The Methodists and Social Justice


Published on

The Methodists and Social Justice

Published in: Design, Spiritual
  • Be the first to comment

  • Be the first to like this

No Downloads
Total views
On SlideShare
From Embeds
Number of Embeds
Embeds 0
No embeds

No notes for slide

The Methodists and Social Justice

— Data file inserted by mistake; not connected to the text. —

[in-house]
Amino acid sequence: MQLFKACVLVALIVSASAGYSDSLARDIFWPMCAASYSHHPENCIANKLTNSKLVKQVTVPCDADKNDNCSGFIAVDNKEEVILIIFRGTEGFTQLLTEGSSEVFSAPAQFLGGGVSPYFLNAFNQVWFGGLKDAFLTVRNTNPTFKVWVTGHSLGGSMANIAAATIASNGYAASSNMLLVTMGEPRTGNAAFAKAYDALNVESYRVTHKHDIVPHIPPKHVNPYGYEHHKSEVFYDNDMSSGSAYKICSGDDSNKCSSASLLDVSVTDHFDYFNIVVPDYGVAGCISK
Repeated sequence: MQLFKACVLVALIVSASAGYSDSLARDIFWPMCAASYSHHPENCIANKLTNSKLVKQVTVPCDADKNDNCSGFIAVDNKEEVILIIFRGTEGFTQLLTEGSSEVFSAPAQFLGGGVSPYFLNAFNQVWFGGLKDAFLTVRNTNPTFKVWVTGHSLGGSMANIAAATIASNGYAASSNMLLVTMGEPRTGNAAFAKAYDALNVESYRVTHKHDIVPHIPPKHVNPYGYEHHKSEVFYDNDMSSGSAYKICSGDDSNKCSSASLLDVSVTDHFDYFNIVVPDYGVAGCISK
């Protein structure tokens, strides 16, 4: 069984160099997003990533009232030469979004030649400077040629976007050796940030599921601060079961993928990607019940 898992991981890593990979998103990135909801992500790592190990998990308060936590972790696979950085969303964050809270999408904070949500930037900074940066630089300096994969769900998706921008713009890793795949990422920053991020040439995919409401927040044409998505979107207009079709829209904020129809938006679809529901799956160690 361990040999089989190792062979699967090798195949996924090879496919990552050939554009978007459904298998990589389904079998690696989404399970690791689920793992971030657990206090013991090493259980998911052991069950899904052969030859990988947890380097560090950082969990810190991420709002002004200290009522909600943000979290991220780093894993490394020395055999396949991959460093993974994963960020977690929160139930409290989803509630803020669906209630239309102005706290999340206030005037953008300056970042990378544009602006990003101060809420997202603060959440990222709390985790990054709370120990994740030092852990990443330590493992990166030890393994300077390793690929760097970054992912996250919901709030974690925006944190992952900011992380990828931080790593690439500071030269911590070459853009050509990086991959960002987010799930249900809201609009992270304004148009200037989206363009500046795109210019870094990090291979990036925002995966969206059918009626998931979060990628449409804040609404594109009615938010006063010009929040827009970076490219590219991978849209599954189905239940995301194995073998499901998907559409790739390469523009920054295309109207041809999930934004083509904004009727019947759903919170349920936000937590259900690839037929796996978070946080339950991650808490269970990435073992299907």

1. 1. Winter A • 2010-2011 Methodists and Social Justice United Methodists take seriously their responsibility to claims the primary moral duty of every nation is to serve the poor in spirit, the meek, the merciful, those resolve disputes peacefully. who mourn, those who are persecuted, those who hunger for righteousness, the peacemakers. These, of course, are The Church’s General Board of Church and Society is the very groups Jesus calls “blessed,” in the beatitudes charged with showing Methodists that “the reconcilia- (Matthew 5:1-12). tion that God effected through Christ involves personal, social, and civic righteousness” (2008 Book of Discipline). Ever since John Wesley first exhorted followers to practice It does this through a number of church-sponsored both personal and social piety, Methodists––as individuals ministries and campaigns. Among them: and as a denomination––have been involving themselves in efforts to bring about peace and social justice. This ◆ The “I Am Prophet-Driven” campaign is an attempt fundamental tenet of Methodism is spelled out explicitly to advocate on behalf of those whose lives have been in the “Social Principles,” a statement found in the Book ravaged by our profit-driven society. As the country of Discipline that guides both official church action as well slowly works its way out of this current recession, the as individuals’ actions. These principles set forth official campaign calls on the government to focus primarily Methodist teaching on what constitutes just action in the on the needs of the poor rather than the affluent. social community, the economic community, the political Congregations are being asked to sign a “just economy community and the world community, as well as in the pledge,” which stipulates that “scripture demands we natural world and in our families. place those living on the economic margins at the center of our vision of a just economy.” Among the stances endorsed in the Social Principles: ◆ The UM Power Action Center is an online advocacy ◆ In social community, the church rejects racism and ministry that alerts subscribers to pending legislative asserts the rights of racial minorities to equal oppor- votes in a variety of social justice areas, and helps them tunities, upholds the rights of religious minorities, as send email messages or make phone calls to policy well as the old, the young, women, and those who are makers to influence the outcome. disabled, and calls for abstinence from alcohol and illegal drugs. ◆ The Faith in Action weekly newsletter provides regular news and views from the General Board of ◆ In the economic community, the church recognizes Church and Society. Each edition offers editorials, the right of employees to organize for collective profiles of United Methodists engaged in social justice bargaining, the right of safe and meaningful work, work, announcements of upcoming conferences or supports efforts to ensure truth in pricing, packaging, seminars, links to study resources and other guides lending and advertising, moderation in consumption for those wanting to become in some aspect of social of consumer goods and abstinence from gambling. justice. ◆ In the political community, the church calls for ◆ The United Methodist Seminar Program on freedom of information and quality education, National and International Affairs designs one- to defends the rights of individuals to practice conscien- three-day seminars and field trips in Washington D.C. tious, non-violent civil disobedience, and urges the or New York City for both Methodist and non-Meth- creation of new systems of criminal rehabilitation. odist groups on a range of social justice topics. ◆ In the world community, the church holds nations In short, ever since John Wesley fearlessly spoke out on accountable for unjust treatment of their citizens, the controversial issues of his day––issues such as slavery, affirms the right of people in developing nations to health care for the poor, prison reform––generation after shape their own destiny, applauds efforts to create a generation of those who have come after him in the more justice international economic order, condemns church have been empowered to continue to speak out war as incompatible with the teachings of Christ, and and to act on behalf of those whom Jesus called “blessed.” SR-00-WA-10-M-Methodists and Social Justice©2010 by Morehouse Education Resources • All rights reserved • • 1-800-242-1918